US officials warn of possible threats to the US in wake of Afghanistan attack and mass evacuation
By Geneva Sands, CNN
(CNN) -- Federal officials are on high alert for threats to the homeland following the mass evacuation from Afghanistan and devastating attack in Kabul this week that killed US service members and scores of Afghans.
The Department of Homeland Security is tracking three primary threats, including whether individuals abroad in Afghanistan, who are associated with ISIS or al Qaeda, could use the relocation process as a way to enter the US, according to a federal government call with law enforcement partners on Friday, obtained by CNN.
"To counteract that, there's an extensive screening and vetting process that is in place for those who are being relocated to the United States," DHS Intelligence chief John Cohen said on the call.
The White House announced Friday that DHS will take on the major challenge of overseeing the federal government response for relocating evacuated Afghans to the US, an effort underway after tens of thousands of people were airlifted from Kabul in recent weeks.
Homeland Security Secretary Alejandro Mayorkas announced Sunday that Robert Fenton Jr., a regional FEMA administrator and former acting administrator of the agency, will lead the federal government's efforts to resettle Afghans in the United States.
All Afghans heading to the US are vetted against classified and unclassified information. Some of those relocated to the US are subject to secondary screening, which includes interviews by the FBI.
There are "a very small number of individuals who've been flagged for concern," said an official with the National Targeting Center on the call, who appeared to be referring to people overseas at so-called lily pad transfer point locations, like Doha, Qatar.
CNN reached out to DHS for comment on the call, including for details on the individuals flagged for concern.
Upon departing from Kabul, fleeing Afghans are sent to several overseas locations, were US Customs and Border Protection personnel are stationed. At that time, most evacuees provide biographic and biometric information, and are checked against US databases.
Once these subjects are determined to be "green," meaning there is no derogatory information, their information is pushed ahead to be manifested for US bound flights, the official said.
There is additional screening and vetting when the evacuees arrive in the US, which has been at Washington Dulles International Airport, but is expanding to Philadelphia soon.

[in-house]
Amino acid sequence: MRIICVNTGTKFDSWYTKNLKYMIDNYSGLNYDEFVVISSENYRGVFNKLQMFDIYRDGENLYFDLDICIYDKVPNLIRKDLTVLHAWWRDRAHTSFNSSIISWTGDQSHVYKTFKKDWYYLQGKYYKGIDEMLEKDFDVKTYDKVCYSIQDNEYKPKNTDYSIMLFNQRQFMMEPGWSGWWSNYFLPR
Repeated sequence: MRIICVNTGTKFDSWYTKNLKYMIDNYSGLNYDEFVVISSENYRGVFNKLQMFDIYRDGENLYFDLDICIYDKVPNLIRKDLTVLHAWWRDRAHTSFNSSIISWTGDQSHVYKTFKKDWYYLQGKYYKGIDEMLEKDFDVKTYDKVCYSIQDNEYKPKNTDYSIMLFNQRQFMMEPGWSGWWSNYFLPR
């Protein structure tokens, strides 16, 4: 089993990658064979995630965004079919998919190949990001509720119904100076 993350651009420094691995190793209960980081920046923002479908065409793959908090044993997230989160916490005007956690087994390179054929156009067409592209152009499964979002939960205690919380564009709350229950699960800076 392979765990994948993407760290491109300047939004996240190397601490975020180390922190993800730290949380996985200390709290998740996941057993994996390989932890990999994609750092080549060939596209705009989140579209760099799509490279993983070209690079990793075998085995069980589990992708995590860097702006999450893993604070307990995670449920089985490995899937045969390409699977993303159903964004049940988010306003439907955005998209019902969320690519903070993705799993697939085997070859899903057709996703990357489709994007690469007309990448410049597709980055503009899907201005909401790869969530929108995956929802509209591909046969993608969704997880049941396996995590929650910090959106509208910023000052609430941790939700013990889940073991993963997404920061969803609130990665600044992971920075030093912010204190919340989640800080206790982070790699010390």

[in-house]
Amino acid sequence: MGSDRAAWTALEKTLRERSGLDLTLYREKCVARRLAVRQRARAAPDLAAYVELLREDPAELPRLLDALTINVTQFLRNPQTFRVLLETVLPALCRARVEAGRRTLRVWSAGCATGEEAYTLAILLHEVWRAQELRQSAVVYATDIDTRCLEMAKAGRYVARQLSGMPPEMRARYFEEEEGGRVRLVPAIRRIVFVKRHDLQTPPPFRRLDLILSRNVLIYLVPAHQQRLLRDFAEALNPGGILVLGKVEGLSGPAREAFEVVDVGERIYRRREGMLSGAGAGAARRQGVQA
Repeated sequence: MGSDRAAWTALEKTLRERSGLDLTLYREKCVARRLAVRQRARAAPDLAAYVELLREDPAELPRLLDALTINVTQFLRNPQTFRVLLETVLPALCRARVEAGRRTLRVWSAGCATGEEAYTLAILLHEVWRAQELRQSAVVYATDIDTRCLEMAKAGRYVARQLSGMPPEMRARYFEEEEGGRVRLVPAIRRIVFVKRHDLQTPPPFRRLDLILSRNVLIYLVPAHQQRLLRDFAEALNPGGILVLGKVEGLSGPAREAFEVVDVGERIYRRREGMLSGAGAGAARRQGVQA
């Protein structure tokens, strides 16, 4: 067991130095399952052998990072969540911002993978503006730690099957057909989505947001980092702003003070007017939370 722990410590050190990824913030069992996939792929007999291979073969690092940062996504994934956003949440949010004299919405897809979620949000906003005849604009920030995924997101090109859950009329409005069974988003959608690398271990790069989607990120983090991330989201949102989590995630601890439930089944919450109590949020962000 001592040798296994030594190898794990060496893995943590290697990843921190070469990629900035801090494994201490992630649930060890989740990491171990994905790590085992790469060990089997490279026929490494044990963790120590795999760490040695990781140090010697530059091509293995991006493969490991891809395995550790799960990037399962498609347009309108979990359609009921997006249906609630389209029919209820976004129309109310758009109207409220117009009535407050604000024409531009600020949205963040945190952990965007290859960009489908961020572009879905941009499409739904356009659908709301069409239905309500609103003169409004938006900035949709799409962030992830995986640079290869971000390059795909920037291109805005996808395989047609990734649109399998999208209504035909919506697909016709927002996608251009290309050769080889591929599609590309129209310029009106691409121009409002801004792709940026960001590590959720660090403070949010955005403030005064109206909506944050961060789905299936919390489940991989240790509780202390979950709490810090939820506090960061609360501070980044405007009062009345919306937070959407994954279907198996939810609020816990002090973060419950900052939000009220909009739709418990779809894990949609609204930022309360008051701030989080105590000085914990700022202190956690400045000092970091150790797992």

For those who fail primary screening upon arrival to the US, CBP conducts secondary screening that includes FBI support for interviews as needed, CBP's James McCament said on the call.
It was not immediately clear what would happen if someone does not pass secondary screening after landing in the US.
Earlier this week, the FBI stood up a command post at FBI headquarters, where personnel are working 24-7 to "ensure that we're lockstep with all of our partners," said an official with the FBI on the call.
The FBI is supporting the US government's interagency efforts on relocation efforts and is involved in reviewing information on arriving Afghans in order to identify potential national security or public safety concerns.
"We don't have any specific intelligence regarding foreign terrorist organizations using this as an opportunity. We cannot discount that it is a possibility," the FBI official said, calling for the US to remain vigilant.
The FBI also anticipates a potential increase in domestic terrorism rhetoric, from racially or ethnically motivated extremists, as well as anti-government or anti-authority extremists who may be motivated or inspired by the situation, the official added.
From a DHS perspective, the second significant security threat for the US is whether people already in the US, who may be inspired by narratives associated with al Qaeda, ISIS or other foreign terrorist groups, "will view the events in Afghanistan as an opportunity to engage in violence here at home," Cohen said.
The ability to detect threats from homegrown violent extremists represents a challenge for officials because there may not be direct intelligence prior to an act of violence being committed, according to Cohen.
"It's really important that we continue to maintain awareness of suspicious activities that may come to the attention of frontline personnel," he said.
The third threat concern, from an immediate perspective, comes from individuals who are inspired or motivated to commit violence based on their connection with a domestic violent extremist narrative.
Among anti-government and White supremacist groups, several narrative trends have emerged on online platforms related to concerns that the relocation of Afghans to the US would lead to a loss of control and authority by the White race, which is known as the "great replacement concept," Cohen said.
"There are concerns that those narratives may incite violent activities directed at immigrant communities, certain faith communities, or even those who are relocated to the United States," he added.
Additionally, there are narratives framing the activities of the Taliban as a success with commentary focusing on potential acts of violence directed at US government, law enforcement, and others who are symbols of the current government structure.
This story has been updated Sunday with Fenton's role overseeing US government efforts to resettle Afghans in the United States.
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